That said. They are great for multi monitor general usage (ie soreadhseets and shit) or for systems with graphic card limitations on multi display output (ie low end macs on m1/m2)

TableCoffee, avatar

They work in a pinch but even on windows they always end up causing more trouble than it’s worth. I recently got a client business, a lawyer’s office, where their previous IT got them all Startech displaylink docks. After I replaced a couple of them where the users had some lower end i3 laptops, searches they ran in their document management system finished in maybe 50% of the time.

Good processors like the M1 you maybe can’t notice but they cripple the lower end systems.


There are quality docks that work on displaylink. The dell D6000 is one example and we issue them out freely at work.

Most third party off brand docks will have higher failure rates. We see that with some anker docks that were usb-c+pd we use/had to source during the great supply chain snafu during covid. They worked in a pinch but aren’t reliable like a Lenovo or Dell dock. That’s less a displaylink thing and more a cheap dock thing.


I use a caldigit. Its not cheap but its worked flawless.


Awesome, thanks!

quou, avatar

Pick up a used Thunderbolt >=3 one from EBay if your laptop supports it. I have a ThinkPad Universal Thunderbolt 4 dock that I bought used for ~$100 and it has served me very well so far.


😎 I’ve looked at those, but I wasn’t sure how well TB docks are supported by Linux. I may do some eBay hunting.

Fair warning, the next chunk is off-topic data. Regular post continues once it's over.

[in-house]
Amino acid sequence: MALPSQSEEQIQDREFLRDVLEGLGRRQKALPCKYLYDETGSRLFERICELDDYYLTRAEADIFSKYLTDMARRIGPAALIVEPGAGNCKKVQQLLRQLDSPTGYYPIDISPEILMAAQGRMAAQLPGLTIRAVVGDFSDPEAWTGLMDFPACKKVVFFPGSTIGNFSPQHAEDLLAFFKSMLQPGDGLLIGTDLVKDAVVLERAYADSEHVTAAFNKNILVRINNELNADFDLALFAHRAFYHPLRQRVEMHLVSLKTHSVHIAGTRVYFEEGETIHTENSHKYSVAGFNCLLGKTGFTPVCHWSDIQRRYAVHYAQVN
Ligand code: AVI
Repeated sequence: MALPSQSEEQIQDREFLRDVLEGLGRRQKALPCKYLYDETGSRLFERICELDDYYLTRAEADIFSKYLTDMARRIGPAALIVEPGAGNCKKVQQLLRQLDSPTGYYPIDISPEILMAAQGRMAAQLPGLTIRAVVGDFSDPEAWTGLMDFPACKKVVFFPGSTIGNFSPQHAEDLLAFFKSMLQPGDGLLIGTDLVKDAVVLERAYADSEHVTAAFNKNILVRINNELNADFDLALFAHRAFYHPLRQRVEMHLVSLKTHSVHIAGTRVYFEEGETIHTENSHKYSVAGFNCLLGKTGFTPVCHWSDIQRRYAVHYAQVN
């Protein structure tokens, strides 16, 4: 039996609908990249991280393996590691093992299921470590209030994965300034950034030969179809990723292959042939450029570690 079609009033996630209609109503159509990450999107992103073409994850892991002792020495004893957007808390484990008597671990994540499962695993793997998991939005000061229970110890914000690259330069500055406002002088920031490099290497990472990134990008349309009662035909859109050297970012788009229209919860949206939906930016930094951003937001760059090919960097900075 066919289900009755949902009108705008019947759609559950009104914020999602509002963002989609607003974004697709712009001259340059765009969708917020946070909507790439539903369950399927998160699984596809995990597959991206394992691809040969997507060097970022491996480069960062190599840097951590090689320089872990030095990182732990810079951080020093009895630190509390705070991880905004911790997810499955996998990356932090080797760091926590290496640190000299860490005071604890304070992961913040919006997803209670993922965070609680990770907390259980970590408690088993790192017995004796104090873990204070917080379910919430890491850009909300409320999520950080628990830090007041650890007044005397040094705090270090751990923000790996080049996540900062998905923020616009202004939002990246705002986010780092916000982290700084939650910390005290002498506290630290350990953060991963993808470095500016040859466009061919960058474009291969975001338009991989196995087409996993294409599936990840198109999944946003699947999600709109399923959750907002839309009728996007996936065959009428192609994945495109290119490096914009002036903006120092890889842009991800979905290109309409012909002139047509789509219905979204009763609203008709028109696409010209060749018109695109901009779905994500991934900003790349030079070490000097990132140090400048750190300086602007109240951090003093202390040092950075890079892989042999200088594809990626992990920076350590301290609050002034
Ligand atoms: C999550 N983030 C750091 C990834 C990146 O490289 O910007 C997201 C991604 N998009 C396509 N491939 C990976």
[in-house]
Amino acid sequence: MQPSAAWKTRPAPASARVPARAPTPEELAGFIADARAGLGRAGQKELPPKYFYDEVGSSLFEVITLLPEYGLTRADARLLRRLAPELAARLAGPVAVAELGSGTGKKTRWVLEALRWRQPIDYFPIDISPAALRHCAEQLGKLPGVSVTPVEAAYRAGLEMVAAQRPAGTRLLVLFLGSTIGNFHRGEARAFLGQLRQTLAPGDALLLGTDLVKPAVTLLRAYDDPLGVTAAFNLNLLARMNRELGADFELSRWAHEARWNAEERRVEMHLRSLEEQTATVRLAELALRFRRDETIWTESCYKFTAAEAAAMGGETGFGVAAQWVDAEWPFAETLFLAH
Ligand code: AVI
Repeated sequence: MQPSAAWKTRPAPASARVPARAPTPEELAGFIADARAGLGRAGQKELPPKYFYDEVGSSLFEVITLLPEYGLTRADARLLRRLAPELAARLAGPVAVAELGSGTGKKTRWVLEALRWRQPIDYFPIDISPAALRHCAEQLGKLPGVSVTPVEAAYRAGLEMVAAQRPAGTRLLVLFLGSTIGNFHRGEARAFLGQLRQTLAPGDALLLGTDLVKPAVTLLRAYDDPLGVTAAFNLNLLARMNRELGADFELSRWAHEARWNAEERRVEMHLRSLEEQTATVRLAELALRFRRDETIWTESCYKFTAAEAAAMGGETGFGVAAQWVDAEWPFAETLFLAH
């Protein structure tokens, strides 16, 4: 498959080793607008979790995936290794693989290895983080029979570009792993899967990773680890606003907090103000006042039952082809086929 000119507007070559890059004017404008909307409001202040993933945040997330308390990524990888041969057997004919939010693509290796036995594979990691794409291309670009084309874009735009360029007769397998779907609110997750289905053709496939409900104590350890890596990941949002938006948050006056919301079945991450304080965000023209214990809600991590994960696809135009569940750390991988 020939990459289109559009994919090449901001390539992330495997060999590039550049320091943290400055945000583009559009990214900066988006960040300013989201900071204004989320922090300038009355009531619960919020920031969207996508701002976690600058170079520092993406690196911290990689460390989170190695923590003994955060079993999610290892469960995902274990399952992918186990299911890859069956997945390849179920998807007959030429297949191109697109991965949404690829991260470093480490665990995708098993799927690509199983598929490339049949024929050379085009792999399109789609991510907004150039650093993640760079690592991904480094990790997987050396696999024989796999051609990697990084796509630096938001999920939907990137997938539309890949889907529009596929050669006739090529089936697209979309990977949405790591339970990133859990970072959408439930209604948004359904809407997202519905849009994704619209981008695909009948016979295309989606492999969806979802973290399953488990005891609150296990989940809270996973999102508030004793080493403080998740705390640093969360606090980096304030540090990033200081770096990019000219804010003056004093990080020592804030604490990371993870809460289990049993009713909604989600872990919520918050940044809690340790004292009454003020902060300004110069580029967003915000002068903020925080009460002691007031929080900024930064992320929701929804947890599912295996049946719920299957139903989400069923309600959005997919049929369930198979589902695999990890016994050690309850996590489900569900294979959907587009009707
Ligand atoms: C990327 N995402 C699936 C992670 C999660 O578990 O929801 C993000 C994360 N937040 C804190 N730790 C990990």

TB docks are very well supported. Depending on the DE you use, you’ll need to “authorize”/allow the dock for it to get used.


DE is fairly stock Gnome. Cool, I’ve seen that in the settings. 🙂

thejevans, avatar

There are a couple of things that will get in your way with this.


Let’s go with the bare minimum of your high end given what you want:

  • running both of your displays at 4k 30Hz 8bit only will require 6.66Gbps per display
  • 2.5Gbps networking is self explanatory
  • assuming you only want USB 2.0 ports, 480Mbps per port

without overhead, that’s ~17Gbps. USB 3.2 Gen 2 can do 10Gbps, and USB 4 can do 20-40Gbps, so it would need to be a USB 4 dock at minimum, which means new and most likely above your budget. Your low end could probably be done on USB3.2 Gen 2, but you’re still going to come close to your budget or blow it.

Multiple displays

Running multiple displays from a single usb-c port is not great. you can do it with thunderbolt docks just fine, but they are all going to blow your budget. With usb-c your options are a single display per port on your machine with displayport-over-usb-c implemented, or multiple displays using multi-stream transport (MST). MST is known to be extremely finicky and generally not worth the hassle in my opinion.


If you need multiple displays (on top of the HDMI 2.1 port on your machine), either dedicate both usb-c ports to it and use two cheaper docks, or go all in and get a thunderbolt dock like the Caldigit TS4.


Thanks for the info! 🙂

I may jump to the Caldigit TB dock based on reccs in the comments.

$150 is the most I’m willing to spend on a USB dock. 😆 Above that, I might as well jump to a TB dock.

This was more of a cheap stop gap solution to my many cables getting plugged into the laptop problem.

cygnus, avatar

I’ve been using a Plugable UD-CA1 for many years (Windows and Linux) and it works fine. Currently using it with an X1 Carbon G9. As it’s quite old I don’t know if it’s still available but if not, I’m sure they have a newer version.The price was sub-100 if I recall.


It looks like it’s still on sale. $119 now, but close enough to $100. 🙂


A very recent review (translated from Dutch): ……/20-usb-c-dockingstations-de-bes…


The link isn’t working anymore. 😕

melroy avatar

it's working here..? Otherwise try to copy and paste this link into a translator of your choice:


That’s better. 🙂

I’d forgotten about the OWC Go dock.